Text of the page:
Visitation to the United States National Park is at an all-time high. Every year more and more people are heading to the National Parks to experience the wonder that is the National Parks. More and more people are looking forward to hiking Yosemite’s Half-Done, see the eruption of Old Faithful in Yellowstone, or witness the sunset behind Delicate Arch in Arches. With 417 national parks, you can visit a new park for a week, and it will take you eight years to see all the parks. There is more park to see then there is time. Learn how to optimize your trip without making common mistakes.
With over 150 national park service units under my belt, I have seen, heard, and made almost every mistake one can make in a national park. For many visitors, a national park vacation is the trip of a lifetime. They should be making the most of the trip, yet many don’t. Here are the 11 most common mistakes made by national park visitors.
Not planning ahead
National Park sites range from 13 million acres to 0.2 acres. Every site is different, and a little bit of planning can help make the most of visit. Some parks like Koduk Valley National Park has limited access. One has to charter a plane to visit Koduk. Other parks like Statue of Liberty require booking ferry tickets well in advance. Always research before visiting a park.
Fill-up your gas tank
If you are driving to a national park, fill-up before entering the parks. Only a handful of parks sites have gas available within park boundaries. The only ones I can think of is Yellowstone, Crater Lake, and Yosemite. It is a scary thought to get to Paradise in Mount Rainier National Park and realize that you need gas. Fill-up when you get off the interstate and head towards the park. Fill-up a second time at a gas station near the park entrance, just to be safe.
Decide what souvenir you are going to collect
National parks offer a range of souvenirs. If you are going to be visiting a lot of parks (and make it a goal to visit them all), decided what you are going to collect before you start. It is awful to start collecting something and realize you are missing your first couple of parks. Also, think about how you want to display them.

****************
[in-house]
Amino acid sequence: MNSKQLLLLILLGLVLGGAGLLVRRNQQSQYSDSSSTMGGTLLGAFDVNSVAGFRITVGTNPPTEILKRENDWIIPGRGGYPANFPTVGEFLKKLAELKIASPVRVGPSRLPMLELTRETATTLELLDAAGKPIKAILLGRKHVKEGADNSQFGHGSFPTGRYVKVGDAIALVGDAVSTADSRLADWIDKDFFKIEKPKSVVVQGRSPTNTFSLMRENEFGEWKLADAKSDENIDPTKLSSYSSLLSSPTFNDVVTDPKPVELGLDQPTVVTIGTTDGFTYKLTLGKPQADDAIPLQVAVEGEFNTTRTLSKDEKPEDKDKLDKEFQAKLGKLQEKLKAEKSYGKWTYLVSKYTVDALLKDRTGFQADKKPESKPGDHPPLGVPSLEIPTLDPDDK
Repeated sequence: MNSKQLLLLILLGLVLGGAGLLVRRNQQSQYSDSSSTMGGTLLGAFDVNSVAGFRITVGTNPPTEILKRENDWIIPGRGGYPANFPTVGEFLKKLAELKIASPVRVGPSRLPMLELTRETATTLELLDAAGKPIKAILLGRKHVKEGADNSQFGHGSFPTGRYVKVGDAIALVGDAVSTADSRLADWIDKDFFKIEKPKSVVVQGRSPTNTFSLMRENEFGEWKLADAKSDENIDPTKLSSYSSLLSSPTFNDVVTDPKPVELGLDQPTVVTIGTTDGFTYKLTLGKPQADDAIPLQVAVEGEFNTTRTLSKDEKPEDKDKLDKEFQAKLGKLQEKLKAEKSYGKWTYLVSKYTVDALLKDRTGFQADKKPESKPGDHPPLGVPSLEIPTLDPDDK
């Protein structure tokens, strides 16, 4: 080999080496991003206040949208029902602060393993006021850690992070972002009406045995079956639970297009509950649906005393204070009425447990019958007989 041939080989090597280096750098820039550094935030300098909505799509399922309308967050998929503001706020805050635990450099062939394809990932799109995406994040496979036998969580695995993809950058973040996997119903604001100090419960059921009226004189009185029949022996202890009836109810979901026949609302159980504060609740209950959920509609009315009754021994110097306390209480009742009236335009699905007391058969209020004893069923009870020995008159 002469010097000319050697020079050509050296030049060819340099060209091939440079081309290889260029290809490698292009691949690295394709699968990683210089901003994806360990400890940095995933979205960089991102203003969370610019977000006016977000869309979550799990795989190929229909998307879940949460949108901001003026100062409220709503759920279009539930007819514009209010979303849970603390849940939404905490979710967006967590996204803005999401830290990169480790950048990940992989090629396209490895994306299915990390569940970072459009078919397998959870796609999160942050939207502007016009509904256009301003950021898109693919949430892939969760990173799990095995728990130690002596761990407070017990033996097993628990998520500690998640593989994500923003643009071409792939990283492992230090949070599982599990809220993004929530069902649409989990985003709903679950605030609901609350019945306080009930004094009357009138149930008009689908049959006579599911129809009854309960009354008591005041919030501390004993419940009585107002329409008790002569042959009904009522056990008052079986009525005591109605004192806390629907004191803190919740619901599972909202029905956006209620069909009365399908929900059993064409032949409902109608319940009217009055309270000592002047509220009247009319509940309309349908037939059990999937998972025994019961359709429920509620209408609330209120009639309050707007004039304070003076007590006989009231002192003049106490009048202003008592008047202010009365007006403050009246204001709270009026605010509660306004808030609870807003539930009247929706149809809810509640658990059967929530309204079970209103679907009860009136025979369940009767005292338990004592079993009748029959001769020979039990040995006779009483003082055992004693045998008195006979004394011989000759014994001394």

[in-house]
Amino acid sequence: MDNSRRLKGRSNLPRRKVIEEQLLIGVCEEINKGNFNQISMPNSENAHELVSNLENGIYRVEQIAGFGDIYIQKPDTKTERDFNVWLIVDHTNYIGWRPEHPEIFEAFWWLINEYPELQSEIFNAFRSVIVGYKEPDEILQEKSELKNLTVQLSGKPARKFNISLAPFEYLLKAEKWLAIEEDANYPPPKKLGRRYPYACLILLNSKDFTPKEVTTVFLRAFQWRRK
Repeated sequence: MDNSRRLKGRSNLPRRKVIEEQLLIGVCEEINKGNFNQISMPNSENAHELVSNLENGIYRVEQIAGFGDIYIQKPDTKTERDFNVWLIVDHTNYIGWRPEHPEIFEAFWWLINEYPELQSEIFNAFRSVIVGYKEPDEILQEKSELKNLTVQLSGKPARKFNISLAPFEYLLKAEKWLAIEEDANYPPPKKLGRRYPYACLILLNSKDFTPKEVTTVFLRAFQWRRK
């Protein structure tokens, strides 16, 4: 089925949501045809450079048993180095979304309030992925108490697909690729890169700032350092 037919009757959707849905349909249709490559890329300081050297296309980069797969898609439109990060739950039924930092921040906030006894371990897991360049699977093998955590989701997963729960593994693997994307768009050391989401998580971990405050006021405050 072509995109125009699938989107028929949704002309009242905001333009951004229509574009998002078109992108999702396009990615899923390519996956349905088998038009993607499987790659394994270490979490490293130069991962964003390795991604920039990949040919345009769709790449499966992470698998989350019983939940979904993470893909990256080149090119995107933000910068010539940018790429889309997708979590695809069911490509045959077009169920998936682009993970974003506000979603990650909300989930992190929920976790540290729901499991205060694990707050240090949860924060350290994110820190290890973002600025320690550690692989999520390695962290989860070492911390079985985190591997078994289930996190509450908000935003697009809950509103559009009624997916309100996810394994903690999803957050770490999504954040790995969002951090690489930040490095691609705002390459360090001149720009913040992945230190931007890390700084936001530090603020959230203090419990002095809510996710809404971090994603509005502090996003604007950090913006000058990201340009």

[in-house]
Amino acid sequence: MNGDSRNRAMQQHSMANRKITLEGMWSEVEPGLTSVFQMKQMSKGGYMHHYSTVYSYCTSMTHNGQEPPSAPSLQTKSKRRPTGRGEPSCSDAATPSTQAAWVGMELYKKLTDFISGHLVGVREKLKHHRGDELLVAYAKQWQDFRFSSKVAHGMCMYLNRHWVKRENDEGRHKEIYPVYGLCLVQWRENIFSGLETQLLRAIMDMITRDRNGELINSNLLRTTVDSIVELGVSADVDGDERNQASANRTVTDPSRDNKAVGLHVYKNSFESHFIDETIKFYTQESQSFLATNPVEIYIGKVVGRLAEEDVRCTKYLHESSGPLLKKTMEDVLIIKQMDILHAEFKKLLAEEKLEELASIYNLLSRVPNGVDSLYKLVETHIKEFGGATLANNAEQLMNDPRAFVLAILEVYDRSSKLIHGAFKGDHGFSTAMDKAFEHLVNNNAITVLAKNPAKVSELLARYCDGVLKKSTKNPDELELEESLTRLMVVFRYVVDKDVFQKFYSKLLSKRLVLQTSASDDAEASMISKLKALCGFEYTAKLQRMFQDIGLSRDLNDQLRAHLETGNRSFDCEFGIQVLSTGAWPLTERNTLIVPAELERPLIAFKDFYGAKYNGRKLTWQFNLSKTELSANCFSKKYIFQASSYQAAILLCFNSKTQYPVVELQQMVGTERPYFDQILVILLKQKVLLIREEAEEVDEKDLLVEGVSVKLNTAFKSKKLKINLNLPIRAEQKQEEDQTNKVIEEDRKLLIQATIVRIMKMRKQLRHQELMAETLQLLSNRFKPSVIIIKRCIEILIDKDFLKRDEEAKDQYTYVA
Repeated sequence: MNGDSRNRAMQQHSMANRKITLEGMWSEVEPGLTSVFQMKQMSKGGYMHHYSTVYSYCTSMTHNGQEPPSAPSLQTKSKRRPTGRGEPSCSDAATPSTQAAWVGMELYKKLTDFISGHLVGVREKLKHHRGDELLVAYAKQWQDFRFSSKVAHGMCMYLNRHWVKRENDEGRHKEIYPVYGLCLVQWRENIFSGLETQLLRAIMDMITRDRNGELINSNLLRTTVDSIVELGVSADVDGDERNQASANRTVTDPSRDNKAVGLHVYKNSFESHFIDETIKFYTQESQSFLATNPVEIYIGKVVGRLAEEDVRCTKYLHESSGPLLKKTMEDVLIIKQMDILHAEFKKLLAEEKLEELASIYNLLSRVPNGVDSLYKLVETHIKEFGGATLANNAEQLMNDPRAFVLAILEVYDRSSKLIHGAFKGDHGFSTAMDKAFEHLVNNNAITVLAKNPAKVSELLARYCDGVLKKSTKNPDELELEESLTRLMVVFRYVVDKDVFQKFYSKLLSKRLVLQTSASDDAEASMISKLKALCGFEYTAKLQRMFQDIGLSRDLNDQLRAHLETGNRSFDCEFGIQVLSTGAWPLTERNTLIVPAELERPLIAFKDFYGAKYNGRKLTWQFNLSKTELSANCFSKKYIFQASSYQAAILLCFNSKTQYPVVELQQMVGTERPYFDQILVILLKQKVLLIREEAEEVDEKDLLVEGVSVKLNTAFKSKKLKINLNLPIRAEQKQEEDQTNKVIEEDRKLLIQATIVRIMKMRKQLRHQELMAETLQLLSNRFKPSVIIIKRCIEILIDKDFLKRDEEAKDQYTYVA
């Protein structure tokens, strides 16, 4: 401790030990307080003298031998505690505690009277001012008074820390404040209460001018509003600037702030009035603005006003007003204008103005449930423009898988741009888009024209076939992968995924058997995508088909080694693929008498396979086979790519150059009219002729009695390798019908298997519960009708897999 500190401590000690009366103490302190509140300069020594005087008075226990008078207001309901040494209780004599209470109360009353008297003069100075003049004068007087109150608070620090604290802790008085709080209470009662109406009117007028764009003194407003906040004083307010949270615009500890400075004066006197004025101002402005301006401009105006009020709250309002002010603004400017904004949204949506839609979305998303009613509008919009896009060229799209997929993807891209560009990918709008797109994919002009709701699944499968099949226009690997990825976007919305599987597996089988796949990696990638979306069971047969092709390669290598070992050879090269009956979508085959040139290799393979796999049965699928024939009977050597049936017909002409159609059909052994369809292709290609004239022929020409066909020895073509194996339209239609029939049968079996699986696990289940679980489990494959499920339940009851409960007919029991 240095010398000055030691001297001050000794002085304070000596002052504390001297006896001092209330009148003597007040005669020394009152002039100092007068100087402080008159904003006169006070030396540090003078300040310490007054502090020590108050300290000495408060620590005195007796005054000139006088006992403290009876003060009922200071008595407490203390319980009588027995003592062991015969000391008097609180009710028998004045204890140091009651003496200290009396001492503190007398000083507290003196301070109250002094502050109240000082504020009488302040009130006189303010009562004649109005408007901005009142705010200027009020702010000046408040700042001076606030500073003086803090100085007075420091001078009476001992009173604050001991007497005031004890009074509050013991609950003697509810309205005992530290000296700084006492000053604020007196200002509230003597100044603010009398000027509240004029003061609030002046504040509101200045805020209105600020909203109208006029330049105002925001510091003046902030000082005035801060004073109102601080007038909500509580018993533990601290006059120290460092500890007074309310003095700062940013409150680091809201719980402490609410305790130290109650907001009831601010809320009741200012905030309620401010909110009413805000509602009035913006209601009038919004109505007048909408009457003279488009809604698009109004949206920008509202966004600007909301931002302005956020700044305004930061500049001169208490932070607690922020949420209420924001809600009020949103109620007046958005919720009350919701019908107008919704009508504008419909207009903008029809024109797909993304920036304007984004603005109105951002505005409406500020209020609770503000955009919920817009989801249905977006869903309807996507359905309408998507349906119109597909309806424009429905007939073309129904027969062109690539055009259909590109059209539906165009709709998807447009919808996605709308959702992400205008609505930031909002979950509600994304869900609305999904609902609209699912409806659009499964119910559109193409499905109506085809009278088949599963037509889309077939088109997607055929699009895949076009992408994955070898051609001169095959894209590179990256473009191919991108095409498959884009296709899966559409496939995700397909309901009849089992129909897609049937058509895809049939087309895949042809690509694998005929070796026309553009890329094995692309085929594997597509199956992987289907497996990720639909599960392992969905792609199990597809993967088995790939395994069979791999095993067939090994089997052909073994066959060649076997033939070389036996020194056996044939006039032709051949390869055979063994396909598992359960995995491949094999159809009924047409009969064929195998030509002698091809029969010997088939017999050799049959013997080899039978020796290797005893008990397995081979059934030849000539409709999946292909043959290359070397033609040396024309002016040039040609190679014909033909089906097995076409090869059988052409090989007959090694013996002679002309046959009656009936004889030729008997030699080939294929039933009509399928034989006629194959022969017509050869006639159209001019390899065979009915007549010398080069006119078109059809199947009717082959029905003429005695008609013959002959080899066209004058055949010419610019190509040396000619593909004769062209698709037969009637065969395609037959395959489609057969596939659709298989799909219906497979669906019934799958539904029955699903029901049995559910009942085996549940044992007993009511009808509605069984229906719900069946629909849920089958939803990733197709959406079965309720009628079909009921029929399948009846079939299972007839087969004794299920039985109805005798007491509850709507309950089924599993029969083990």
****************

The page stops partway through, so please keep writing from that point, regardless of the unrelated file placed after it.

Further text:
Some of the collection options include t-shirts, iron-on patches, shot glasses, coffee mugs, stickers, postcards, magnets, cancellation stamps, or junior ranger badges. I collect the postcards, patches and cancellations stamps. On average, I spend less than $10 on my collectibles.
Not reading the park newspaper or map
All National park service units have a guide map with a detailed map of the park. The major stops will be listed. On the back of the maps is a collection of information on the park.
For the larger units such as National Park, visitors will be handed a newspaper. The newspaper has important park information. It will cover operation hours of visitor centers, the services offered in the park, animal and safety warnings, hiking trails, ranger lead program and any other important information to know.
Skipping the visitor center
Visitors will sometimes make their entire plan based without talking to the park rangers. The parks are a natural environment. Mother nature can change things in a park in an instant. The visitor center will have the latest and greatest information on the park. On occasion trails and roads will close for a variety of reasons from flooding to construction to wildlife issues. The park ranger have valuable insight into the park. If there is a particular animal you would like to see, they can advise on recent sightings. For example, I am on a quest to see mountain lions, so I always stop and ask about recent sightings.
Be sure to double check with the rangers on all the trails you are planning to hike. They can sometimes share interesting features that you would otherwise miss.
Don’t be so focused on the plan
National Parks are a time to get away from the busy scheduled of life. They are about exploring the park and being in the moment. It is about taking 5-30 minutes to enjoy seeing the moose or changing plans because the avalanche lilies have bloomed along one of the trails. It’s about snagging that Zion Subway permit, the people in front of you just handed back. A plan is great, but the plan should be an outline. Most of the parks aren’t going away where. Except for the glaciers, they are moving downhill and melting. I guess a few of the volcanic parks could drastically change if they were to erupt. But for the most parks, the parks are not going anywhere and any activities not done today can be done on another visit.